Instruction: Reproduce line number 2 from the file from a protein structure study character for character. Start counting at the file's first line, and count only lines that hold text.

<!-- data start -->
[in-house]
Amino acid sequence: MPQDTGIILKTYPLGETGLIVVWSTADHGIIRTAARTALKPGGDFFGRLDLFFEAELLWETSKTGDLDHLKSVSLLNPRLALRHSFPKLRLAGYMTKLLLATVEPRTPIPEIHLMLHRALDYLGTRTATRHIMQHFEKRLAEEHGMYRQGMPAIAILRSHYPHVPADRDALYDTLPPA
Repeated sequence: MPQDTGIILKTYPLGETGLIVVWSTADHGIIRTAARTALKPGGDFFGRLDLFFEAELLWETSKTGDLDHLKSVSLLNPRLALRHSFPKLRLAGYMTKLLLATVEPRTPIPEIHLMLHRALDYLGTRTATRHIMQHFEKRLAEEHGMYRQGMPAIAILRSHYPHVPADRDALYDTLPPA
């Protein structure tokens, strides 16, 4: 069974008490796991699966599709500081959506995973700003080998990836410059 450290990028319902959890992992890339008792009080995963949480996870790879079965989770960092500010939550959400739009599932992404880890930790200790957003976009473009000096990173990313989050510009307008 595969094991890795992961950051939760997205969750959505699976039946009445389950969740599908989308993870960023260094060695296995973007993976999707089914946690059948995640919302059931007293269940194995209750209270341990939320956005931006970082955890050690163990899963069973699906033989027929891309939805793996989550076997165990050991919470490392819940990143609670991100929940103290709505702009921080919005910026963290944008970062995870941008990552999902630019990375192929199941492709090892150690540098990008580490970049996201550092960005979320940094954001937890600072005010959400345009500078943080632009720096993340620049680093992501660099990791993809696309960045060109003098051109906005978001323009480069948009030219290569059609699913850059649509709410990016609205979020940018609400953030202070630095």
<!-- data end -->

Amino acid sequence: MPQDTGIILKTYPLGETGLIVVWSTADHGIIRTAARTALKPGGDFFGRLDLFFEAELLWETSKTGDLDHLKSVSLLNPRLALRHSFPKLRLAGYMTKLLLATVEPRTPIPEIHLMLHRALDYLGTRTATRHIMQHFEKRLAEEHGMYRQGMPAIAILRSHYPHVPADRDALYDTLPPA